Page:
Jok brothers to face off, then 'change the world'
Iowa, Penn compete Friday at Carver-Hawkeye Arena
IOWA CITY — Thousands of miles and millions of tears from war-torn South Sudan, two refugees from a conflict generations in the making will embrace warmly Friday at Carver-Hawkeye Arena.
University of Iowa freshman Peter Jok and his older brother Dau Jok, a University of Pennsylvania senior, were exposed to war before they could crawl. They felt the sting of their father’s death before they could read. But Friday they will celebrate their triumphs with sport and laughter.
“It will mean a lot,” Dau Jok said. “It will be a symbol for how far we have come.”
The game was set by happenstance last January, and Iowa Coach Fran McCaffery, a Penn graduate, played no role. Peter Jok didn’t know he’d face his brother until late summer when Dau told him. Peter then called McCaffery to verify.
“I thought he was playing around,” Peter said. “Then I said, ‘You better bring you’re ‘A’ game.”
The boys, along with younger siblings Jo Jo and Alek, emigrated to Des Moines from South Sudan about 11 years ago with their mother and grandmother. Their father, Dat Jok, commanded troops in the bloody region but was brought home lifeless on a stretcher when Dau was 6 and Peter was 3. Dau gripped a machine gun and wanted to avenge his father’s death with the same violence he had witnessed since birth. Instead, more than 15 years later, Dau’s revenge is through the pen, not a sword.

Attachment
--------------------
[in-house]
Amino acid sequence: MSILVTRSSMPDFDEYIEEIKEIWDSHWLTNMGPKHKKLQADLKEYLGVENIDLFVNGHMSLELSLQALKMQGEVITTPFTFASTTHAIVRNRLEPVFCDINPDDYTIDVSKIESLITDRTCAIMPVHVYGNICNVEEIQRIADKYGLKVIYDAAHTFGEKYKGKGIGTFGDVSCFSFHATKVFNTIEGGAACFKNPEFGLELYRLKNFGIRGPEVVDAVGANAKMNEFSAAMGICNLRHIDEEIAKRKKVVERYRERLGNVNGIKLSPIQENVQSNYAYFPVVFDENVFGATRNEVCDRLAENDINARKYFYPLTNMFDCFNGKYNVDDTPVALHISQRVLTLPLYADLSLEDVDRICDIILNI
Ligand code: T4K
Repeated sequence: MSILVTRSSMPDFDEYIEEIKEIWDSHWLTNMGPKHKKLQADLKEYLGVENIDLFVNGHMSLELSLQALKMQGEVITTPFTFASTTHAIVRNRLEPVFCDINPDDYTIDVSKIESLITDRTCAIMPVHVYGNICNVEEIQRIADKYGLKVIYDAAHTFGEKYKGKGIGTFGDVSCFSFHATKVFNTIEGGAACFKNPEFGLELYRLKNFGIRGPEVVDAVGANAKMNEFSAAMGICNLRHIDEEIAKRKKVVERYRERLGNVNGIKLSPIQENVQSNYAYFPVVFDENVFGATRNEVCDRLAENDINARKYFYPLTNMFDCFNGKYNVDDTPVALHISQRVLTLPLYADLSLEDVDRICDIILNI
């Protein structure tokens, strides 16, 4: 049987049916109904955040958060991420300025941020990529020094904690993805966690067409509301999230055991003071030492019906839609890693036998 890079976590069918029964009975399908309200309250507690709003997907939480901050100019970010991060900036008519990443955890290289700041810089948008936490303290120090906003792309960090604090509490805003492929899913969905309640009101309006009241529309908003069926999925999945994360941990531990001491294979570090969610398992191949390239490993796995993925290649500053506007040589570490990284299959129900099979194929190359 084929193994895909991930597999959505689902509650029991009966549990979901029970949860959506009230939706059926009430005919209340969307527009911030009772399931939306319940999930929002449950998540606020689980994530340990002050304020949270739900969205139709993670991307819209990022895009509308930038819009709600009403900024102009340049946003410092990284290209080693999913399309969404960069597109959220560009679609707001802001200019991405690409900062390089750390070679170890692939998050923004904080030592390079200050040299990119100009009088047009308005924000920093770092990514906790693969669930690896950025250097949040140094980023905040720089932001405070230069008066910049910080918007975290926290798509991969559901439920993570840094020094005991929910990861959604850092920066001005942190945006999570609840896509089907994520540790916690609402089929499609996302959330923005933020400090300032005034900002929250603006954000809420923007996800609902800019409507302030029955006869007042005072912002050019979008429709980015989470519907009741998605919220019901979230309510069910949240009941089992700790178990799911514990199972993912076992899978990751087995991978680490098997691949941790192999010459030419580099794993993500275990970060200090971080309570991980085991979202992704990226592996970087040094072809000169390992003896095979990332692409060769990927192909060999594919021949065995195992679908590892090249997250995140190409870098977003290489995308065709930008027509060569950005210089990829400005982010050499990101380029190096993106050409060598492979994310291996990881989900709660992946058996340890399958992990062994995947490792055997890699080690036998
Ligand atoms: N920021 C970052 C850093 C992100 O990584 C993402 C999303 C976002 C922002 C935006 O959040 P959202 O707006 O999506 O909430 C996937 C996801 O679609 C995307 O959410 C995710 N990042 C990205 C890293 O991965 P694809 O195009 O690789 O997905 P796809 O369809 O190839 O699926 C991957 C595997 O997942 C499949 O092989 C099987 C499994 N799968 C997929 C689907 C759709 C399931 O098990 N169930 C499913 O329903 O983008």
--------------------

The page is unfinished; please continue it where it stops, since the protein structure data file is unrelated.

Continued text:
His goal is simple. The method is profound.
“To change the world,” Dau Jok said. “I think you do that by reaching one kid at a time.”
Peter Jok was his brother’s first pupil. They fought like normal brothers but without their father, Dau provided the discipline that Peter craved. Dau called it tough love.
“He was a dad, because my dad died,” Peter said. “He was the oldest so we had to look up to him and listen to him. He’s pretty much the dad of the house.”
They moved to Des Moines because of the area’s large Sudanese population. It took time for the family to adjust to the culture, the weather and the language but they had plenty of help. Mike Nixon, whose son Peter Nixon befriended Peter Jok in the fourth grade, helped the children adapt. Mike Nixon and his friend, Bruce Koeppl, led the children through their turbulent youth and coached Dau and Peter into exceptional basketball players.
Nixon and Koeppl also saw the boys’ personalities blossom. Peter, admittedly, has a “goofy side “ to Dau’s “serious side.” Peter was named a Parade All-American basketball player this spring. Dau always saw life globally. He enjoyed basketball but chose Penn because of the Ivy League education. His life is committed to his future and that of his people.
At age 18 Dau was awarded a $10,000 grant to empower the people of South Sudan through education and athletics. His foundation, the Dat Jok Youth Foundation, sponsored two years of education for two Sudanese children and sent 1,000 soccer balls and 10 bags filled with school supplies. UI student Ryan Frost has started a local chapter, which includes students from UI and St. Ambrose University.